The month of October saw the fierce mobile battle intensify with mobile giants, Apple and Google bringing in the newest flavours to their operating systems. Apple’s Lets Talk iPhone event saw the unveiling of iOS 5 on October 4, 2011. It was soon followed by Android 4.0 Ice Cream Sandwich (ICS) unfurled in an exclusive Google Samsung event on October 18, 2011. iOS 5 and ICS updates have been popping their heads up way before their release dates and now emerge with their flagship devices viz. the iPhone 4S and the Galaxy Nexus, respectively.
The hype around newer iterations of iOS and Android, as well as the ‘coincidental’ time of their release is bound to call in some comparisons. As always, Apple and Google have tried to put their best foot forward and the umpteen changes elucidate that. So, who's going to fare better? Let’s quickly run through some key attributes of operating systems to find out.
Launched with the latest iPhone 4S, you definitely can’t use iOS 5 with all older Apple devices. The ones that can be upgraded with this most recent flavour of iOS are limited to the iPhone 3GS, iPhone 4, iPad, iPad 2 and the third and fourth generations of the iPod Touch. The openness of Android should see the operating system rolling out onto several devices by manufacturers in the coming months. However, it is yet unclear as to which or how many existing Gingerbread running Android smartphones will be fed to the ICS upgrade (learn from RIM’s mistakes, it better be a large number).
This domain is completely user oriented; some look for a familiar UI among generations of devices, while others may want a refreshed look. A glance at the iOS 5 UI and an Apple loyalist could instantly relate to it as Apple decided to keep it simple. On the other hand, Android has undergone a notable makeover. It has gone all blue (literally!) with an interface that imbibes some similar qualities of the tablet-exclusive Honeycomb. The changes stretch to the font size and resizable widgets. While ICS decided on a makeover, iOS 5 incorporated touch-ups. In fact, it seems like Apple might have thought some of Android's now notable features could have been worth adding to their line up, as well. Though there's a similarity, please keep in mind, it isn't the same altogether. For example, a pull down notification menu in iOS 5. The difference between this and Android is that Apple's works even when the screen is locked.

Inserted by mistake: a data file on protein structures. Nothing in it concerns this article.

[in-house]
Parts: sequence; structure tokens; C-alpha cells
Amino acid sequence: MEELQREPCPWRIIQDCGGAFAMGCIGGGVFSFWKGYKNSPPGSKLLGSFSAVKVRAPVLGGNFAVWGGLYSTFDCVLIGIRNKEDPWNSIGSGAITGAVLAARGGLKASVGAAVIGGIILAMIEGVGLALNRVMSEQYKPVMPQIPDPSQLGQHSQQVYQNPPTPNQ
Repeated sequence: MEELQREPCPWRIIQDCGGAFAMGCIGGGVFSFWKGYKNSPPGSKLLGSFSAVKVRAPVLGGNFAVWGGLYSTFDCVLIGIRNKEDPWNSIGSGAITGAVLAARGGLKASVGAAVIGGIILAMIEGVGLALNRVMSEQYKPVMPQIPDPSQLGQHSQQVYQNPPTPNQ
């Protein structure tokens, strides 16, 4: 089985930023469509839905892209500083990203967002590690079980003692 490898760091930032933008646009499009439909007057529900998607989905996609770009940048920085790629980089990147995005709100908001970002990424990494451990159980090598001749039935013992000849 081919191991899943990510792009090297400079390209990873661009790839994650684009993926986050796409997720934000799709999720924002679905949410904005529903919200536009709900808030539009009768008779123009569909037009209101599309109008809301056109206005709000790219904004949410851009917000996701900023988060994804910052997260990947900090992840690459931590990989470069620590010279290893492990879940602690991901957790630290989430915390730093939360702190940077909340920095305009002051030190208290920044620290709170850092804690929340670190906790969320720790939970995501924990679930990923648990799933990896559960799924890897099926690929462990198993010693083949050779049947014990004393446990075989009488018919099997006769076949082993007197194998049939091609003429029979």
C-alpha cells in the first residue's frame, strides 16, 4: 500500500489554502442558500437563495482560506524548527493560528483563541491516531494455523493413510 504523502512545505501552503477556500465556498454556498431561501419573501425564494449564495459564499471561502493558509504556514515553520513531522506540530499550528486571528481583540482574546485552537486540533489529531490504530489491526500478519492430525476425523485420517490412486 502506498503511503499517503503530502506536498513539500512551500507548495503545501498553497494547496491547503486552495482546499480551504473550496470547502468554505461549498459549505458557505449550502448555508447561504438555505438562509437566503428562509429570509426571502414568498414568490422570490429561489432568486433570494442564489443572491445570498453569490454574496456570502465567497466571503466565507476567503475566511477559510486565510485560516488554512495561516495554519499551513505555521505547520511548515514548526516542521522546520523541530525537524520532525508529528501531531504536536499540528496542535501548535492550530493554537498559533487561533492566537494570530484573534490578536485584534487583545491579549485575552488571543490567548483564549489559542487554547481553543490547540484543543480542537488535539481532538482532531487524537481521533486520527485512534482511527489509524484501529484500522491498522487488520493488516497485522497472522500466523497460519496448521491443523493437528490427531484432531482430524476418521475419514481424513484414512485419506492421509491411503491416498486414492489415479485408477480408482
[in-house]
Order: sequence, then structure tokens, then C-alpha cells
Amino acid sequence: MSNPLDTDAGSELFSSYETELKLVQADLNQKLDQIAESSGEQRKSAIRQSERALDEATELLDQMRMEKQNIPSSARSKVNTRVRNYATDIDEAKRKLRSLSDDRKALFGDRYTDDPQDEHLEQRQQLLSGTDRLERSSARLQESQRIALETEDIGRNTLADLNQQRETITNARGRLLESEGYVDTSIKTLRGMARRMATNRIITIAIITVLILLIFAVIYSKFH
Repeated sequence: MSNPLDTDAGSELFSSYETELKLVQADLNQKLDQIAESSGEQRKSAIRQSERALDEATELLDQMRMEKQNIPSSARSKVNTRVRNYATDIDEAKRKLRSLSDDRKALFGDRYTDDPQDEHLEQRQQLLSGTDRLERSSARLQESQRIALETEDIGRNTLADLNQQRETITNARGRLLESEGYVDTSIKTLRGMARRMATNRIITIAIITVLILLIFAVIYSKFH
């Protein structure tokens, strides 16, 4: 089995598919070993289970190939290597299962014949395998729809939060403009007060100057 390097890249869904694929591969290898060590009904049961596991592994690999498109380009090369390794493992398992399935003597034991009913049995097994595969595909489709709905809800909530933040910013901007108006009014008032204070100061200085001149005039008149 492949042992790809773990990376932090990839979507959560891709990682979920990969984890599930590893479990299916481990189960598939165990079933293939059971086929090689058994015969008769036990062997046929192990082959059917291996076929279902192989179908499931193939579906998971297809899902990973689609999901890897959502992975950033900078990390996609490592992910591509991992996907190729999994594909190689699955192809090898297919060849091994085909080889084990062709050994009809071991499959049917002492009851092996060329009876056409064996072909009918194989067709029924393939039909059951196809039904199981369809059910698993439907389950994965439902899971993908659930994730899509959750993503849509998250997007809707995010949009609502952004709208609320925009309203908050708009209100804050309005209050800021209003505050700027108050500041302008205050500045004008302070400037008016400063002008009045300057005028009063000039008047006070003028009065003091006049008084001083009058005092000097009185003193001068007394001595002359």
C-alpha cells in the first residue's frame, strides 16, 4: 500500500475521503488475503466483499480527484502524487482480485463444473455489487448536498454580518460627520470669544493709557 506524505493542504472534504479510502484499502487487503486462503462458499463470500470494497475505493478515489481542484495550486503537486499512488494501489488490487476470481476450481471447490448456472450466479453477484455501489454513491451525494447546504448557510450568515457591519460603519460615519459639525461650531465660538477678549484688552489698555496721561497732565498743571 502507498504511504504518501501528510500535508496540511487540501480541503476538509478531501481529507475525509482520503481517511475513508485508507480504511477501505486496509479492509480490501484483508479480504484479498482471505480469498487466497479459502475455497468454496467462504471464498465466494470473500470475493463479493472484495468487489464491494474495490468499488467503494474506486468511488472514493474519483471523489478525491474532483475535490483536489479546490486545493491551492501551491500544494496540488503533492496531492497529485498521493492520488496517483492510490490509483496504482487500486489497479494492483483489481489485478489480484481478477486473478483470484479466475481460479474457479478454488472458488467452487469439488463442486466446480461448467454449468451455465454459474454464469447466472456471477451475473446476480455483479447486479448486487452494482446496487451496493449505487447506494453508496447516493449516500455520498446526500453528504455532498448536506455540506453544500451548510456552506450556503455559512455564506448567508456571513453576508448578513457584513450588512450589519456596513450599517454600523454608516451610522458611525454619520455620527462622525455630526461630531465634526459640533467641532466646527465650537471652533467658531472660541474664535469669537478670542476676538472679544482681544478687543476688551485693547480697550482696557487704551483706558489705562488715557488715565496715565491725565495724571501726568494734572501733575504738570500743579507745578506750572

Surprisingly, creative minds at both ends have been working at improving the camera capabilities. Apple hadn’t really given much weightage to the camera’s pixel count earlier and it’s possibly the increasing number of hi-res Android camera phones that have compelled it to equip the iPhone 4S with an 8MP camera. However, one can’t doubt its capability when it comes to image quality. Nevertheless, it has always spruced up camera functions and this time is no different. With iOS 5, Apple users can access the camera from the lock screen, edit on the device, pinch to zoom, grid-lines, tap to adjust exposure and use volume-up button for capturing snapshots. Google has an answer to these features in the form of enhanced camera UI, improved gallery widget, panorama mode, red eye reduction and photo tools, among others.
Siri has come across as the much talked about feature of iOS 5 (be it for good or bad). Who wouldn’t like a talking smartphone? In the mobile era, we wouldn’t be surprised if it replaces your best pals. For Android fans, there is no such integration, but the Android Market would let you access some apps on similar lines like Iris (Really? an Anagram of 'Siri'? That's the best they came up with) and Skyvi.
Apple still remains true to its good old 'swipe to unlock' screen gesture, while Android steps ahead with their new facial login capability. While Apple fans still swipe across that dainty touchscreen, Android users can flash those pearly whites to make their way across a locked screen. Android really puts you 'into the picture'.
If you can speak, I can smile
With Google Wallet in tow, support for NFC is something we’d expected the latest Android OS to carry. Android Beam takes it even further, allowing data transfer between devices by placing them next to one another. Apple didn’t seem to think NFC capability was too important for their recently launched iPhone 4S, the lack of which could have led them to take a little flak from the community overall.